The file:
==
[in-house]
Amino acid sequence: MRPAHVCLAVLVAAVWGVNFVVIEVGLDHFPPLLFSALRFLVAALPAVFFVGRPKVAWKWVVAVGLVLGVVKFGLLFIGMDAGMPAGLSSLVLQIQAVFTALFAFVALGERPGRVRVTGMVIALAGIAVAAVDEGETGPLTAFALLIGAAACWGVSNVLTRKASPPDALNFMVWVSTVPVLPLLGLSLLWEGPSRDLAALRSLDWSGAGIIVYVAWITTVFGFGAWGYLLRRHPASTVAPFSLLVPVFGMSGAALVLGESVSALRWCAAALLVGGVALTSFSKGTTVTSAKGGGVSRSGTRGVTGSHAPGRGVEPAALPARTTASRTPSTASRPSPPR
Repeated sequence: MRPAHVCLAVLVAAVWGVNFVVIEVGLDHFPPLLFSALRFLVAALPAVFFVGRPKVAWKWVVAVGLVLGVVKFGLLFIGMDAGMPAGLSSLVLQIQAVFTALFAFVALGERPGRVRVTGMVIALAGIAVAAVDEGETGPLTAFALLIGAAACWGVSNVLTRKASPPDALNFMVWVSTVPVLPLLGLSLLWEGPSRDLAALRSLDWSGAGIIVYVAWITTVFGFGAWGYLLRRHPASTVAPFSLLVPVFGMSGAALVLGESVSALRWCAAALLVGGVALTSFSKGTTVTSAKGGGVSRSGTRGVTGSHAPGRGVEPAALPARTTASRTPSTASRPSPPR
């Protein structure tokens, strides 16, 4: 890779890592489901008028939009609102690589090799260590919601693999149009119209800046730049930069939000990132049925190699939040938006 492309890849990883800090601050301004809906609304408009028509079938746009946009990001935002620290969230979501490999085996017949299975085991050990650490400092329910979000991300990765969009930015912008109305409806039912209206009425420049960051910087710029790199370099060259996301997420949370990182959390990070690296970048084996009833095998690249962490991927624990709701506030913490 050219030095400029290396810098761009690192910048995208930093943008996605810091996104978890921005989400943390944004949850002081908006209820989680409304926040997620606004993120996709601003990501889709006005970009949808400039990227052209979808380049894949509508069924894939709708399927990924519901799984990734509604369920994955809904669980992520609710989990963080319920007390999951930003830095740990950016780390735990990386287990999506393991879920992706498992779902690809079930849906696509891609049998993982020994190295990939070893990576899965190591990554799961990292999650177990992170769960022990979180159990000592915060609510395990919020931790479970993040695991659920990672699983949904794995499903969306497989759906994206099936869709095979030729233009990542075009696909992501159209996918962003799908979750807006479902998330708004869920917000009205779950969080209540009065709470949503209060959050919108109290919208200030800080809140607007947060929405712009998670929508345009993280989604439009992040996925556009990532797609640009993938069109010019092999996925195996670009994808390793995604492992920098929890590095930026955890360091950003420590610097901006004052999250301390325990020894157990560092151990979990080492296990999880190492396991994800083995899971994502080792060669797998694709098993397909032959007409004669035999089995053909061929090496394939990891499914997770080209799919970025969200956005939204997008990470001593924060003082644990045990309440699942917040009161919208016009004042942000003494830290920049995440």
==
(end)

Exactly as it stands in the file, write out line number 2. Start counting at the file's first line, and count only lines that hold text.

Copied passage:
Amino acid sequence: MRPAHVCLAVLVAAVWGVNFVVIEVGLDHFPPLLFSALRFLVAALPAVFFVGRPKVAWKWVVAVGLVLGVVKFGLLFIGMDAGMPAGLSSLVLQIQAVFTALFAFVALGERPGRVRVTGMVIALAGIAVAAVDEGETGPLTAFALLIGAAACWGVSNVLTRKASPPDALNFMVWVSTVPVLPLLGLSLLWEGPSRDLAALRSLDWSGAGIIVYVAWITTVFGFGAWGYLLRRHPASTVAPFSLLVPVFGMSGAALVLGESVSALRWCAAALLVGGVALTSFSKGTTVTSAKGGGVSRSGTRGVTGSHAPGRGVEPAALPARTTASRTPSTASRPSPPR